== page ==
In a letter to all community pharmacies dated 7 September 2022, Andrew Evans, chief pharmaceutical officer for Wales, said that funding through the community pharmacy contractual framework (CPCF) in 2022/2023 would increase by “a further 2% taking the increase in fees and allowances to 4% in total when compared with 2021/2022”.
This will increase annual CPCF funding from £154.2m to £157.2m, the letter said.
In 2020, the Welsh government announced a three-year deal that promised to increase funding by 2% from £151.2m in 2021/2022 to £154.2m in 2022/2023.
The uplift comes after health minister Eluned Morgan said in a statement on 22 July 2022 that staff working in community pharmacies should receive “a fair, proportionate and equitable pay uplift” in line with that offered to all NHS staff on Agenda for Change terms and conditions.
In July 2022, the NHS Pay Review Body recommended increasing pay for all NHS Agenda for Change staff in England — including hospital pharmacists — by £1,400, which trade union Unite said “works out at 4% for those in the middle pay bands”.
In the letter, Evans said the health minister’s statement “was explicit in setting out the expectation that the funding increase would result in a pay uplift for community pharmacy teams”.
He added that the funding increase “is therefore conditional on each community pharmacy employer” providing a pay increase of at least 4% “to all directly employed staff involved in the direct provision of NHS pharmaceutical services” and be backdated from 1 April 2022.
“Any member of staff whose base annual salary is more than £45,839 may receive a pay increase of less than 4% provided the increase is at least £1,400 … in like with the pay award for NHS staff,” he said, adding that the government will “recover additional funding from contractors where pay increases have not been applied”.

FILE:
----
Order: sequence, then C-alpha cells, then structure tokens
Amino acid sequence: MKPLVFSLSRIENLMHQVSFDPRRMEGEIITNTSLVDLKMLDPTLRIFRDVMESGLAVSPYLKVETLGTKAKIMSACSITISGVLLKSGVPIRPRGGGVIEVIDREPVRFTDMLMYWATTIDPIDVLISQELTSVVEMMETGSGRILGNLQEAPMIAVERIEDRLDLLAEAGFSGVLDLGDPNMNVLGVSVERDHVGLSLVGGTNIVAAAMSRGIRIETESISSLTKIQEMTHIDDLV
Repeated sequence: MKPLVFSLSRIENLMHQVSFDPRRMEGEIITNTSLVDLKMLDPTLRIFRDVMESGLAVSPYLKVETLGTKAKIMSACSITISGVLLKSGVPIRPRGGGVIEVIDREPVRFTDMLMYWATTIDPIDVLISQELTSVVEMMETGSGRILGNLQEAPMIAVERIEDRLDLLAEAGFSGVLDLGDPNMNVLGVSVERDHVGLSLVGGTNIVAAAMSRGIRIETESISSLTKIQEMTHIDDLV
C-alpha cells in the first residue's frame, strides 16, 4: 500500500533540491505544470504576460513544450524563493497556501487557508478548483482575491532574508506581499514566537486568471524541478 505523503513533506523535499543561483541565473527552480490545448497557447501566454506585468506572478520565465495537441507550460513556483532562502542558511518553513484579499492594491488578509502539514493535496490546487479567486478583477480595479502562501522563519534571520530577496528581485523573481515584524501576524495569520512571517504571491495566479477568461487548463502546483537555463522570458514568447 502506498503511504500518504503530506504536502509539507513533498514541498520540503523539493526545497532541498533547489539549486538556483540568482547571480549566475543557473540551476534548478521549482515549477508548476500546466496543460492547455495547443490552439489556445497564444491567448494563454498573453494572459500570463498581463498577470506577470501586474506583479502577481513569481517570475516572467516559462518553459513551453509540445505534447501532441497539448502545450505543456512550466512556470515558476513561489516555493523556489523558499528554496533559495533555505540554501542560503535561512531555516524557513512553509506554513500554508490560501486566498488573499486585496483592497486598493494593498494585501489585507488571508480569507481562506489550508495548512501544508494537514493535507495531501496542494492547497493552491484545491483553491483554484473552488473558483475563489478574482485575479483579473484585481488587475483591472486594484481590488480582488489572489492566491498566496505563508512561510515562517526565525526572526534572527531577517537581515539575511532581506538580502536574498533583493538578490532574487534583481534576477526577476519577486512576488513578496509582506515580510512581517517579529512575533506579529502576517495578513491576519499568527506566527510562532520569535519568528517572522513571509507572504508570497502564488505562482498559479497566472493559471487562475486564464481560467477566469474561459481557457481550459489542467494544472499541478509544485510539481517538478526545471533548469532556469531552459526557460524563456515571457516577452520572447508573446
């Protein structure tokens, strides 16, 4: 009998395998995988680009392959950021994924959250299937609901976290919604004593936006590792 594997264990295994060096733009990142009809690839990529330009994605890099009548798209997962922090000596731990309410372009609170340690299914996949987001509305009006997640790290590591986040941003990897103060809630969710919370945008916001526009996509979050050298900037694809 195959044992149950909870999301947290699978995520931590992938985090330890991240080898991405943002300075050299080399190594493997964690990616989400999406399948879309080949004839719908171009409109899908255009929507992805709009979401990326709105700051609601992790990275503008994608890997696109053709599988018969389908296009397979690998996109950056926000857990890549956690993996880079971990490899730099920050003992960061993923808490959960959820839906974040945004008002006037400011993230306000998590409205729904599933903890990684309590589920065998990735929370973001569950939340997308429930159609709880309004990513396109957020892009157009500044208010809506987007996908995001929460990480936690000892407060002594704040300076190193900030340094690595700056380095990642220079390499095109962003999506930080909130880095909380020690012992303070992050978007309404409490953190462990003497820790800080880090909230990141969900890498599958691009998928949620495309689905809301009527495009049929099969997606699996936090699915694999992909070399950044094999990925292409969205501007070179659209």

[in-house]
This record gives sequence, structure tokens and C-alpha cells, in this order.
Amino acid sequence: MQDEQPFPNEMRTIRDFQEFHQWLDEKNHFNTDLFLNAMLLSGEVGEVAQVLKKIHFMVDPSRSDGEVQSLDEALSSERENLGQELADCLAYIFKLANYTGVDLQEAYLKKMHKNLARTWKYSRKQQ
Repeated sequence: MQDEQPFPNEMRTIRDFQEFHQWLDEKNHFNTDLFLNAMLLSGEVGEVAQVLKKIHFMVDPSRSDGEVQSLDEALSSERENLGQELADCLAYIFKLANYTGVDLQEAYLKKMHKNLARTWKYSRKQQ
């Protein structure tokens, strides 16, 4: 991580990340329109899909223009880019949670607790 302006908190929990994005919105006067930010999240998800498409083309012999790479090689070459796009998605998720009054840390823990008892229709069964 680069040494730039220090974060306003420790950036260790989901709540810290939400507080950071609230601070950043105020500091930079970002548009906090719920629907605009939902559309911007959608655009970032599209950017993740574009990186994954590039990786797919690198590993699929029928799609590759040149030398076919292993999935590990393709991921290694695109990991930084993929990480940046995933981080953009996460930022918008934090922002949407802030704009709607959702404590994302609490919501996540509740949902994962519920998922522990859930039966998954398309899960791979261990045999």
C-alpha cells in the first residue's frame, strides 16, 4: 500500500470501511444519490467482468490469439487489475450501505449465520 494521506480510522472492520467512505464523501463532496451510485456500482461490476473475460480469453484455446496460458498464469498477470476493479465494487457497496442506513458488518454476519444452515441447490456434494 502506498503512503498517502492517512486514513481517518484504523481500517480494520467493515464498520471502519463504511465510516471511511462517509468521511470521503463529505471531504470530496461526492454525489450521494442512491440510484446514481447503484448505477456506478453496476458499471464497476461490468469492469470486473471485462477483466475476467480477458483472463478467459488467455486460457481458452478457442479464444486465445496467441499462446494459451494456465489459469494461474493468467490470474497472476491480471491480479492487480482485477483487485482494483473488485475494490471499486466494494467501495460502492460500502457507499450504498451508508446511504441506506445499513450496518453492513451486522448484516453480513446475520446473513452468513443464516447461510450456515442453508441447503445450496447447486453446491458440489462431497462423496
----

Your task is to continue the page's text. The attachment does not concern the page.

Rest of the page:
The letter added that the funding would be “applied across the various elements of the CPCF”, including through clinical services, the pharmacist independent prescribing service and the quality and safety scheme.
Commenting on the added funding, Paul Day, director of the Pharmacists’ Defence Association, said: “While incentivising private community pharmacy contractors to increase pay by no worse than the government’s plans for their own employees is better than accepting that they may otherwise do worse than the NHS, this could also be seen as sending a message to those NHS employed pharmacists, who are also represented by the PDA, that the Welsh government is not listening to their response to the NHS pay proposal.
“Some community pharmacy employers are part of large profit making multinational corporations, who may have already decided to give this level of pay increase due to the pressures of recruitment and retention.
“In such scenarios, the Welsh government are reimbursing that spending, and this will prop up profit margins at those employers and not have any impact on pay rates.”
In August 2022, Unite began balloting hospital pharmacists in England and Wales on whether NHS staff should take industrial action over the government’s plan to increase pay by at least £1,400 in 2022/2023.